The Admiral: A fine dining restaurant with dive bar vibes, situated in a cinderblock building. The West Asheville restaurant has been around for over a decade and continues to keep on the forefront of what diners want: delicious food. Its chill atmosphere, romantic lighting, minimalistic interior and a globally inspired ever-changing menu of small, is what draws in the crowd. An amped up wine list is just the cherry on top.
Sunny Point Café: A farm-to-table comfort food spot known for its breakfast service that will nurture a hangover. Family-owned and operated, this locale has folks cueing up in the mornings for a solid start to the day. Cure a hangover with comfort food staples like shrimp and grits or the epic huevos rancheros alongside a 16-ounce Mega-Mosa (a giant mimosa), or keep it healthy with a breakfast salad (yes, this is a legit thing in these parts). If the wait is long, enjoy a cup of ethically-sourced coffee in the picturesque garden.
Gan Shan Station: This hip international eatery inside a vintage gas station is a favorite of local chefs. Chef Patrick O'Cain, an Asheville native, whips up visually stunning East Asian dishes like dumplings, ramen, Korean fried chicken and more, in a no-frills former gas station. Lunch features a more mainstream, straight forward menu (check out the dumpling boat, where you pick 20 dumplings of choice) and dinner service takes it to next level. Tuesday’s build your own ramen night is a popular evening for locals.
Hole Doughnuts: This tiny doughnut shop has some of the South’s best doughnuts. The menu is simple and easy to navigate. Pick from one of four doughnut flavors (including a seasonal option that changes weekly), grab a cup of PennyCup Coffee and wait (im)patiently while they’re fried to order in front of you. You’ll be pleasantly surprised when the time comes to devour a hand shaped, piping hot treat that eats more like brioche pastry than a basic doughnut.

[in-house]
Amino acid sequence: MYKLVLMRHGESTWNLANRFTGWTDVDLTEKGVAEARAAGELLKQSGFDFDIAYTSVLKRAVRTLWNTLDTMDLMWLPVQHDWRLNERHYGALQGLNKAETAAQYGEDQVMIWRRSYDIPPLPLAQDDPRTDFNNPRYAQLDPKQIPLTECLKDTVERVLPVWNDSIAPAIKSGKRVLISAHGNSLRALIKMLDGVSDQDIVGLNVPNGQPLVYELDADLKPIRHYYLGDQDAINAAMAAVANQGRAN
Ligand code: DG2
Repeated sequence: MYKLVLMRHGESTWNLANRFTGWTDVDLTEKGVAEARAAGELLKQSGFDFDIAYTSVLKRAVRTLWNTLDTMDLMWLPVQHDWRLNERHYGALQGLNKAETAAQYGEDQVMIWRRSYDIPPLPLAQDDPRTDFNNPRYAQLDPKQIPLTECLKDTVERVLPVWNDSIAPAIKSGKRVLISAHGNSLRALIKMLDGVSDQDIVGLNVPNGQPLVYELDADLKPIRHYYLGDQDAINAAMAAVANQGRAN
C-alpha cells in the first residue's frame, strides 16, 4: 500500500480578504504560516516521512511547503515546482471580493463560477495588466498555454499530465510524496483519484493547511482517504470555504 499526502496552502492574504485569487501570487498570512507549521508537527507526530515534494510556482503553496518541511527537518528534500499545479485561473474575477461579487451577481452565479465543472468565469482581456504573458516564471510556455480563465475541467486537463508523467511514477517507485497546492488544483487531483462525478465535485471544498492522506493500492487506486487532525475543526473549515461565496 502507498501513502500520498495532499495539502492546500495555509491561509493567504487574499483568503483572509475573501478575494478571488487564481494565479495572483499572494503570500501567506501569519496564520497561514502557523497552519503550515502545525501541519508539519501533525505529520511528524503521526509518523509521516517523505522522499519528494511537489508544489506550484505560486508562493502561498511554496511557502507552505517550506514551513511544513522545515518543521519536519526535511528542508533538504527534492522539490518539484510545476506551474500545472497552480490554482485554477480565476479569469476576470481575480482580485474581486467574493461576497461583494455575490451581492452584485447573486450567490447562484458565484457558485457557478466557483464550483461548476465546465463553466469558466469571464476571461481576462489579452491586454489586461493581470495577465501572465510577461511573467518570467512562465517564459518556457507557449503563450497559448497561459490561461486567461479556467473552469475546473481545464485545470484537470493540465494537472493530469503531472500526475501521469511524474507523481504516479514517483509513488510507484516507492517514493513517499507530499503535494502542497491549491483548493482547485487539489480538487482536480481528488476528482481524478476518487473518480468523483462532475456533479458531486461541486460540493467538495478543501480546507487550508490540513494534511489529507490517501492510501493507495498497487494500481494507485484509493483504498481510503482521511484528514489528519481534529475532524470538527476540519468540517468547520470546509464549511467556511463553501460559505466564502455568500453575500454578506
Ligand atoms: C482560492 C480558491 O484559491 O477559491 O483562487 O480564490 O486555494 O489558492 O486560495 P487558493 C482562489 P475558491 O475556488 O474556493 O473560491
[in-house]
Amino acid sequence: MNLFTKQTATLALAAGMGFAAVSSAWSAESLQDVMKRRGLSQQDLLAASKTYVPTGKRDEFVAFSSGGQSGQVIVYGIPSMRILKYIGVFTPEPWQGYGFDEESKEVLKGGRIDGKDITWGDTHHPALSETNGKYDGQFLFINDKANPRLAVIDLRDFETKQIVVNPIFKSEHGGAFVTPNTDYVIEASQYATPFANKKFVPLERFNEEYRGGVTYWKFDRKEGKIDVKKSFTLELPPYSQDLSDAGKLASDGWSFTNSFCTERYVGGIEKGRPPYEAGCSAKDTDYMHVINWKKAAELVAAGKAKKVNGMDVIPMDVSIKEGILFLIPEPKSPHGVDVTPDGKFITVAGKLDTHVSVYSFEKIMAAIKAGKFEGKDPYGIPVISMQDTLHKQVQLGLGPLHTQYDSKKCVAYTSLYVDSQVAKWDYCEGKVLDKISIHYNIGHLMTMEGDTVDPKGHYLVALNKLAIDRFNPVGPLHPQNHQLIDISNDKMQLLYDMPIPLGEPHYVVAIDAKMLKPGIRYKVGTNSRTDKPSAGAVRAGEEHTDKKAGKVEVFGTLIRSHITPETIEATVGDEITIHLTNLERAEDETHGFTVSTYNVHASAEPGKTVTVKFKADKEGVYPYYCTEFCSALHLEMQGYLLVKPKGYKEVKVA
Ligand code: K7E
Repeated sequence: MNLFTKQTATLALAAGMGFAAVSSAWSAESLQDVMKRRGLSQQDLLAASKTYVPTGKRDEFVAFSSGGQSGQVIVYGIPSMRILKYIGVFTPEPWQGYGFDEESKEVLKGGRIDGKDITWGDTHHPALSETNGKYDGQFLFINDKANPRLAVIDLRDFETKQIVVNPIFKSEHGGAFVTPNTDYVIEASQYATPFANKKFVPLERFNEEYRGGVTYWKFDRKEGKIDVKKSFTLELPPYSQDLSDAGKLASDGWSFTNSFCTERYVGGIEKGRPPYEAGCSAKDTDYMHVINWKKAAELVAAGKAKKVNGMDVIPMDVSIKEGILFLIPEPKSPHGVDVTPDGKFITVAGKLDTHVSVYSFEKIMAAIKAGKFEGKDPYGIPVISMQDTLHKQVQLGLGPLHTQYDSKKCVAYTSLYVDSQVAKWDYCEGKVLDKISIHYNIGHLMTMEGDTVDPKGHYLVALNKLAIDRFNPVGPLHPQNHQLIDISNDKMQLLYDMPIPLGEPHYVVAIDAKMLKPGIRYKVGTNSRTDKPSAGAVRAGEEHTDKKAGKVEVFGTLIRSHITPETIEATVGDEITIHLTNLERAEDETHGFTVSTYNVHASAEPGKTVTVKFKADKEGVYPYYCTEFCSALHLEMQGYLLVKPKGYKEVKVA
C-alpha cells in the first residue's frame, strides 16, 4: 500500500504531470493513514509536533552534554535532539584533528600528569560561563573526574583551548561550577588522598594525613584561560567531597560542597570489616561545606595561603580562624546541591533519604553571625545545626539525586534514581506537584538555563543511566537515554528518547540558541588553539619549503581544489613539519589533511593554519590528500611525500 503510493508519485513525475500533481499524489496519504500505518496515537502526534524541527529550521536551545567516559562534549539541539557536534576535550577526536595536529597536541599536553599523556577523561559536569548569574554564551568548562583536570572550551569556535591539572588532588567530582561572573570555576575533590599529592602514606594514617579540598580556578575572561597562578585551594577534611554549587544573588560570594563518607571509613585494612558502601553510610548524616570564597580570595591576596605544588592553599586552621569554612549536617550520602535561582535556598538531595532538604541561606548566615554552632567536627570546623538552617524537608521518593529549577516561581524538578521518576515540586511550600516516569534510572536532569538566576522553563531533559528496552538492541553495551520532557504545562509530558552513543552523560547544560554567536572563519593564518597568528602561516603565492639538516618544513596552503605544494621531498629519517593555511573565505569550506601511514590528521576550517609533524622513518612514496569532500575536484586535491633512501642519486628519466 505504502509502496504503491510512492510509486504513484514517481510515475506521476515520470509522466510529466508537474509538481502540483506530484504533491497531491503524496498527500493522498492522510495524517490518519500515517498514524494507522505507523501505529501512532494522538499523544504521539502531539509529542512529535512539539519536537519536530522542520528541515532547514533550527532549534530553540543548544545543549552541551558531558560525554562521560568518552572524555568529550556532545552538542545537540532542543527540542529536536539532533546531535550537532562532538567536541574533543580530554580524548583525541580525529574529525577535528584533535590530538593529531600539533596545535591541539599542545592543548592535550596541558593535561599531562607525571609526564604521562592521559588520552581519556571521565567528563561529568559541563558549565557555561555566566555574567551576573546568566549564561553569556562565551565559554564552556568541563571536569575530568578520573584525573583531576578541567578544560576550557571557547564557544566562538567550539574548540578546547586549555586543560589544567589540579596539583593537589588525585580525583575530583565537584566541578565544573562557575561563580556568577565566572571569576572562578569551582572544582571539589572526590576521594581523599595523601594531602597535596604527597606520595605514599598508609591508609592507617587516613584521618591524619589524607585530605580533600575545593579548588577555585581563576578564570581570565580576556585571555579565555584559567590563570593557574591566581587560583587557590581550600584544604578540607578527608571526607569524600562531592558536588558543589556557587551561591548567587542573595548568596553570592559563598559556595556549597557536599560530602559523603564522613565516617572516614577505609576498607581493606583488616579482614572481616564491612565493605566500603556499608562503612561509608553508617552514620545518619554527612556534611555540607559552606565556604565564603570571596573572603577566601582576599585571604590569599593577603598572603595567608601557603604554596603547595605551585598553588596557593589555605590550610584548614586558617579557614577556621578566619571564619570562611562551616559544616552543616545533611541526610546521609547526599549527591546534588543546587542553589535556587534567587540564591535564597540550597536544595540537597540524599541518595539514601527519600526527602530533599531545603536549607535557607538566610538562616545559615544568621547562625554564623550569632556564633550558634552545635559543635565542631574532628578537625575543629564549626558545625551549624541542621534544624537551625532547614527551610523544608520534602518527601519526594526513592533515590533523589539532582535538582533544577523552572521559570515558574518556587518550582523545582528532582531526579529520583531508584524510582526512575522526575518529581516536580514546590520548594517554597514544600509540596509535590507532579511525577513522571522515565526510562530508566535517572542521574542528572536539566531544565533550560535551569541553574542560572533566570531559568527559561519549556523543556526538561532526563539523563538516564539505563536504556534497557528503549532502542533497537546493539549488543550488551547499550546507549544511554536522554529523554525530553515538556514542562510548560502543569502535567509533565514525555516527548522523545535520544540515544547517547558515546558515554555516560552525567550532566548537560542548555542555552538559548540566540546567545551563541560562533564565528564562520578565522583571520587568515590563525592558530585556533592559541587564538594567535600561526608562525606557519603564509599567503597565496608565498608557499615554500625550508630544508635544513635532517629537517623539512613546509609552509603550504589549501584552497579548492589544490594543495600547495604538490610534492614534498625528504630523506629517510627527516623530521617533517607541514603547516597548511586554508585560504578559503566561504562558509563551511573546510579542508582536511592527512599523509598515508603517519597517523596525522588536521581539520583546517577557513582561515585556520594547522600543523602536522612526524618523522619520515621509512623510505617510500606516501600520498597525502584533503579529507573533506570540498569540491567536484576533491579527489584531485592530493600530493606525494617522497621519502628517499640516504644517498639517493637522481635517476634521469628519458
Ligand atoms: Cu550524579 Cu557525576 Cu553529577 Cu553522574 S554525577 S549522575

12 Bones Smokehouse: This smokehouse in the River Arts District offers up finger licking’ good barbecue and tasty sides. First off, the River Arts District is all the rage right now. Secondly, you’re in the South, so barbecue is a must. Roll up your sleeves and dive into drool worthy ribs that are smoked slowly over hardwood for hours and doused in either Cheer wine or blueberry chipotle sauce. For a lighter intro, dabble into the side plate (pick four) and the “just a taste” meat menu. Bonus: The Wedge at Foundation is just across the way if craft beers are your thing.
White Duck Taco Shop: A no frills, super affordable taqueria with seriously good eats. It’s cheap, plus the tacos are innovative and there are several locations throughout the city due to popular demand. Fillings are quirky but appetizing and everything is a la carte, so bring a crew of friends and order multiple items to taste it all—and obviously wash it down with a local beer or two.
So, Happy visiting Asheville! And do write your comments.